The protagonist of the miracle had been disabled for thirty eight long years. “Do you want to be well?” (Jn 5:6), Jesus says to him. He had since long ago been struggling in the void for he had not found Jesus. At long last, he had found the Man. The five galleries of the pool of Bethzatha boomed out upon hearing the Master's voice: “Rise, take up your mat, and walk.” (Jn 5:8). It was just a matter of an instant.

Jesus Christ's voice is the voice of God. Everything was anew with that old disabled man, spent by dejection. Much later, Saint John Chrysostom will say that in Bethzatha pool sick people cured their bodies, while in the Baptism those same sick cure their soul; over there, one only sick could eventually be cured, every now and then. Baptism however, cures always and everybody. In both cases God's power is evidenced through water.

That helpless disabled man, close to the water, does not remind you of our own helplessness to do good? How can we dare solving by ourselves that which has a supernatural scope? Don't you see, every day, around you, a big crowd of disabled ones that are “moving” themselves a lot, while being totally unable to get rid of their lack of freedom? Sin paralyzes man, grows him old, kills him... We have to fix our eyes in Jesus. We need him —his Grace— to plunge us into the waters of prayer, of confession, of the opening of our spirit. You and I may be eternal disabled persons, or, on the contrary, bearers of his light instruments.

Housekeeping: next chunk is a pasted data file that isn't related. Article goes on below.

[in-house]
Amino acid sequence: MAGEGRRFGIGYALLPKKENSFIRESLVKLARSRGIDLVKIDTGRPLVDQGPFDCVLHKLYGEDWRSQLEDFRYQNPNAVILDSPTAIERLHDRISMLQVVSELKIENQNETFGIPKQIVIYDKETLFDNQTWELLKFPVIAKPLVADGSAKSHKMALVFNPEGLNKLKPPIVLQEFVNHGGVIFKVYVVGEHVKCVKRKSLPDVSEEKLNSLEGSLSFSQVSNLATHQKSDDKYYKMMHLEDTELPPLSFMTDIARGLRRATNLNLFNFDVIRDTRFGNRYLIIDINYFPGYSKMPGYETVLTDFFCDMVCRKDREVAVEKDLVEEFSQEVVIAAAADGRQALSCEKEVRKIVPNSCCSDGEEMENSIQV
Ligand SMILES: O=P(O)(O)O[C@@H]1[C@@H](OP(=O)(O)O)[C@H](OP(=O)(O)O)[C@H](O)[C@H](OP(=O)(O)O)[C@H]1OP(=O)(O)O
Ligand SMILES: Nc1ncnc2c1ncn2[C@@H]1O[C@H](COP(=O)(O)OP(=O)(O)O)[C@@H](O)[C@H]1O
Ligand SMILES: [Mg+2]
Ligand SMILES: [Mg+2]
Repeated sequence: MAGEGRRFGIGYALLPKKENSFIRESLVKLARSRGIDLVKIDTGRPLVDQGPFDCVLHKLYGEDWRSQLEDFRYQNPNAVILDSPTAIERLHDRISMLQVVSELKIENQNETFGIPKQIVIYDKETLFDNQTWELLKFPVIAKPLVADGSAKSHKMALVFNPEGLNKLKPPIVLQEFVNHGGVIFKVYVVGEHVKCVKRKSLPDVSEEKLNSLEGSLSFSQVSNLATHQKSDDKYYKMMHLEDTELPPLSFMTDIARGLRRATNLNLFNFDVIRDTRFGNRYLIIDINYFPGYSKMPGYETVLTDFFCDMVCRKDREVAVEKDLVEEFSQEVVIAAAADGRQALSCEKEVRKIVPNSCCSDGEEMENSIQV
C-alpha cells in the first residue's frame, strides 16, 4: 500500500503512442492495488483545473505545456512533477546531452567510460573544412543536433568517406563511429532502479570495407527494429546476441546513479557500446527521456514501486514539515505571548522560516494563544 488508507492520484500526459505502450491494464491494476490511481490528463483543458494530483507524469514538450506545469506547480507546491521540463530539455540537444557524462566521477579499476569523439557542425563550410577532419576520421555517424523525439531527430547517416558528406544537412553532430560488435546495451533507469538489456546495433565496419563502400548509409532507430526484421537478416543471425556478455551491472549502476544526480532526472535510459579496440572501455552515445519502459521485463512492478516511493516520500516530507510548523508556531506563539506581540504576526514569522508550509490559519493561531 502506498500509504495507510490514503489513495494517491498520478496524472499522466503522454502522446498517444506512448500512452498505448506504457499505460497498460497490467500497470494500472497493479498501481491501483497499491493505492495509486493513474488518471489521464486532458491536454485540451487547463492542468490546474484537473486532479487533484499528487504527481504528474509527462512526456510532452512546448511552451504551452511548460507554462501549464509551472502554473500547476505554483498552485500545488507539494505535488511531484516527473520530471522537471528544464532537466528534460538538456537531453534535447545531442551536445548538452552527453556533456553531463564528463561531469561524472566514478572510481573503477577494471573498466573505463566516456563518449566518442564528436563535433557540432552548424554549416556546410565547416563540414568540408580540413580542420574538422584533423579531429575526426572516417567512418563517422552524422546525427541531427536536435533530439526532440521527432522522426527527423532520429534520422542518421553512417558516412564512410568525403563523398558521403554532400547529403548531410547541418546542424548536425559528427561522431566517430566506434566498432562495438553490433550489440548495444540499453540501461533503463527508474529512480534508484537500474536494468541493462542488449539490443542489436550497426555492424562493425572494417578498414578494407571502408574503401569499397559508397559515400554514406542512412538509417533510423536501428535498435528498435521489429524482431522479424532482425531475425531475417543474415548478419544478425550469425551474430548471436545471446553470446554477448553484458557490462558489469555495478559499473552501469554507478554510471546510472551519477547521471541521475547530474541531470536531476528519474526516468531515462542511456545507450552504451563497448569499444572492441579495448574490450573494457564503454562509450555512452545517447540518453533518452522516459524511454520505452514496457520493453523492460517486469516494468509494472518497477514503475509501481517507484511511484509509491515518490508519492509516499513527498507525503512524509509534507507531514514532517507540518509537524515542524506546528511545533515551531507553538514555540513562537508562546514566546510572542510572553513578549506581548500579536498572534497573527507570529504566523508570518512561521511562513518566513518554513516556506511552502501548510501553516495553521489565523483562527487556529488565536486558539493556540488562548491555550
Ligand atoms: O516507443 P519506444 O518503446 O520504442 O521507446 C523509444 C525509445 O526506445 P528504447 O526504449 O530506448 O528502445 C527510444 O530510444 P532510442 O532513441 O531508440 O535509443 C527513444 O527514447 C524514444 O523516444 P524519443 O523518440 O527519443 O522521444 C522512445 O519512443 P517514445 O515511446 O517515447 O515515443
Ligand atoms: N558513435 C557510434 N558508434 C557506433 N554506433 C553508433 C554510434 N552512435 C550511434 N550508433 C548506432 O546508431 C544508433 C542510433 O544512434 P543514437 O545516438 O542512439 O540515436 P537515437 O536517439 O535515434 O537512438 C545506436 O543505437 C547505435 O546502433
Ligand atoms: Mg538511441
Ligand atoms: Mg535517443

Thoughts on Today's Gospel

  • “Let us be displeased with ourselves when we sin, because sins displease God. And because we are not in fact without sin, let us at least be like God in this respect, that what displeases him displeases us.” (Saint Augustine)

  • “The Church's doors are always open. The Church is Jesus’ house and Jesus welcomes. And if the people are wounded, what does Jesus do? Does He rebuke them for being wounded? No, He comes and carries them on his shoulders. This called mercy.” (Francis)

  • “Jesus performed acts, such as pardoning sins, that manifested him to be the Saviour God himself. Certain Jews, who did not recognize God made man, saw in him only a man who made himself God (Jn 10:33), and judged him as a blasphemer.” (Catechism Of The Catholic Church, Nº 594)